A Layered Defense for Email

| posted in: nerdliness 

A couple of years ago I was introduced to a spam filtering technique by a colleague of mine. The idea has been percolating in the recesses of my mind ever since and I have finally put it into practice. In short it is a layered defense.

To do this you will need four email addresses. A public address that you will give out to any and all who ask, a filter email address that you won’t share with anyone, your real email address, and an address for online businesses you deal with.

The Public Email This is the address you’ll give to people who you don’t know. It’s the address you’d put on a business card. You expect this address to be harvested by spammers and you really don’t care since every email sent to this address will be deleted. For this email address you will need to setup two rules on your mail server.

Rule One An auto-responder. Normally this function is used when you are on vacation to tell people that you’ll reply to their message when you get back. In our case we are going to reply to every incoming email with a message saying that in order to reach you they need to re-send their original email to the filter email address. Since the spammers use software to send their email they aren’t going to see, or respond to, the email with the filter address. Only a human will.

Rule Two Once the auto-responder is setup, you’ll want to create a second rule to delete the mail from your mailbox. In my case this rules wipes out some 700-900 spams a day. Make sure the rules execute in the proper order otherwise you’ll delete all the mail before sending the auto-response.

The Filter Email The middle layer in this defense is the filter email address. This can be any address you want; expect to periodically change this as it may become known to spammers over time. There is a single rule for this account.

Rule One Create a rule that forwards all email to this account to your real email account. By using this redirection your real email address is still unpublished and unknown outside of the circle of people you trust.

Your Real Email The last layer in this system is your real email address. This is the address you’ll use with family, friends, and trusted people. It will receive the automatically forwarded email from the filter address. Be careful to not use it online in forms, et cetera, or it will start getting unwanted email traffic.

When you get an email that has been forwarded from your filter address you will have a choice: either give them your real email address and trust them, or continue to use the filter email address with them. By altering the “reply-to” field on outgoing emails you can continue to hide your real email address should you choose.

Dealing with Companies Where this system breaks down is in dealing with online retailers or your bank or other businesses that want to sent you email. Usually the email notifications you get from Amazon, say, are sent from an account that you can’t reply to. If you use the public email address to sign up for alerts you’ll never get them as the auto-response won’t be seen and acted upon. You’ll have to give those businesses you deal with online a valid email address. Create a retail email address for use with your bank, Amazon, et cetera. If you are like me you likely all ready have an email address associated with the companies you do business with online. This is okay, but be aware that some merchants will share your email address.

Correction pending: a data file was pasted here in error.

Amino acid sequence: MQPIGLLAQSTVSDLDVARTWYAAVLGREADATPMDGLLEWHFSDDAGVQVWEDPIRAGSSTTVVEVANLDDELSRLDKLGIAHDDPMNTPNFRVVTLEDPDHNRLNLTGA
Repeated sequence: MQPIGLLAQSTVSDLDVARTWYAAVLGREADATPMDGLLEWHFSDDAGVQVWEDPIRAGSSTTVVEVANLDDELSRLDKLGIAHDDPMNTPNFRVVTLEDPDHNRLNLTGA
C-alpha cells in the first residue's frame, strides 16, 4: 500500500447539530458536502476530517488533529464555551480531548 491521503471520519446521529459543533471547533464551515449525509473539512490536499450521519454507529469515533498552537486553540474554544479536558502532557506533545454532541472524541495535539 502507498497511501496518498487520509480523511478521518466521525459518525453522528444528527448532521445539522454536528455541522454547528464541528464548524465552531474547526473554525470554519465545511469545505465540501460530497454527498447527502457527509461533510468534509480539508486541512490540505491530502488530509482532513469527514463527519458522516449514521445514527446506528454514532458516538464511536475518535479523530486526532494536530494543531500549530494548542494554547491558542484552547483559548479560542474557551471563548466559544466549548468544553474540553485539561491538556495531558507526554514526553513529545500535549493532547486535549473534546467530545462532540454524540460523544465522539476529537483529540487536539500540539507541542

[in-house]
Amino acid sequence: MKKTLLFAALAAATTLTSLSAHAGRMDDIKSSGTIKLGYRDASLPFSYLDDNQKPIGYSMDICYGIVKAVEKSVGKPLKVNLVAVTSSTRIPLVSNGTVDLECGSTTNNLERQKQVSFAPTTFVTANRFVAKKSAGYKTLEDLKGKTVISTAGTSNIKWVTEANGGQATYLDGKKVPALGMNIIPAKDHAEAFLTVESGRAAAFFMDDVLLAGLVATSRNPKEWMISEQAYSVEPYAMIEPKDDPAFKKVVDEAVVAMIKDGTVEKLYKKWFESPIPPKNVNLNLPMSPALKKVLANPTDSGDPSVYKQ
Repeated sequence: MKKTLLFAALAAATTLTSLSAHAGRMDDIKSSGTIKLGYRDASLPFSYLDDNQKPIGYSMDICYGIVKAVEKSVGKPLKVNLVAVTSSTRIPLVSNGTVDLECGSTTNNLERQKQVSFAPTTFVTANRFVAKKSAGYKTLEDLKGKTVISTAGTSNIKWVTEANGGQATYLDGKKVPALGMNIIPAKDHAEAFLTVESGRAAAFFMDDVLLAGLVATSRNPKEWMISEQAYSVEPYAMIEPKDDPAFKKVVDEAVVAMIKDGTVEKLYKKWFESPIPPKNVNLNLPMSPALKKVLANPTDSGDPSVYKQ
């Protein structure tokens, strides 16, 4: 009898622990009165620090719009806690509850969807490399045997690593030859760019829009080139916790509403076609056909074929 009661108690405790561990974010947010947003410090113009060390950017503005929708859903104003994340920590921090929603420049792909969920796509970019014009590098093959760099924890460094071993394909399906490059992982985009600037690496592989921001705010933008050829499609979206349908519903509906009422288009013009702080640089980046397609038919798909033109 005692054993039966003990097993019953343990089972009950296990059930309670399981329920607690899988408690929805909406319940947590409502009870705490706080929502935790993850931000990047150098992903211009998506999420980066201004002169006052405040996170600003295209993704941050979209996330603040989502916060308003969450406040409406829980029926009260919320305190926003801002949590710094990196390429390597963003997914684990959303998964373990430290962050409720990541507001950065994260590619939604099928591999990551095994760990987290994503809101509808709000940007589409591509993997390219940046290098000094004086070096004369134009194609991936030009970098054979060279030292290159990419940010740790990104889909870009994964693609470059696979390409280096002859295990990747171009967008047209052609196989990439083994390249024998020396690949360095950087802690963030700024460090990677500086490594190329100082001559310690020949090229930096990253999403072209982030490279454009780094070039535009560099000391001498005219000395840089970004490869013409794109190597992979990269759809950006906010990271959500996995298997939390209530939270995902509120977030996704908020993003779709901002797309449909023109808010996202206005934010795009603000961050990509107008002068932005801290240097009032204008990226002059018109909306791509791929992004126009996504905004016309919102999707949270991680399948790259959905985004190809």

In Practice I’ve only been using this layered email approach for a couple of days now. As I said before it has eliminated several hundred spam emails per day from even downloading to my email client. Most of the people I know already have my real email address so I haven’t had the opportunity to hand out the public one as of yet, but I have tested the auto-responder and the forwarding rules on the first two layers of the system successfully.

I expect that over time the filer email address will become known to spammers and that the forwarding rule there will start to pass on spam to me. When that happens I’ll simply increment the address by adding a number to it, update the auto-response and forwarding rules and once again, leave the spam behind.

Perhaps this is easier for me as I have my own domain and can create as many email accounts and rules as I like. I also can set my domain up such that any email sent to a bogus address at my domain is simply deleted. If (when) the filter email address is overrun, changing it to a different account will cause the incoming spam to be automatically deleted.

While I haven’t tested this idea using GMail I think you could implement this system there with three different GMail accounts. Yahoo! Mail or Hotmail or any of the other web based providers will probably work too.

If you have any thoughts or ideas about this, or if you want to see my automatic response message, you can email me at mnichols@zanshin.net.

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Mark H. Nichols

I am a husband, cellist, code prole, nerd, technologist, and all around good guy living and working in fly-over country. You should follow me on Mastodon.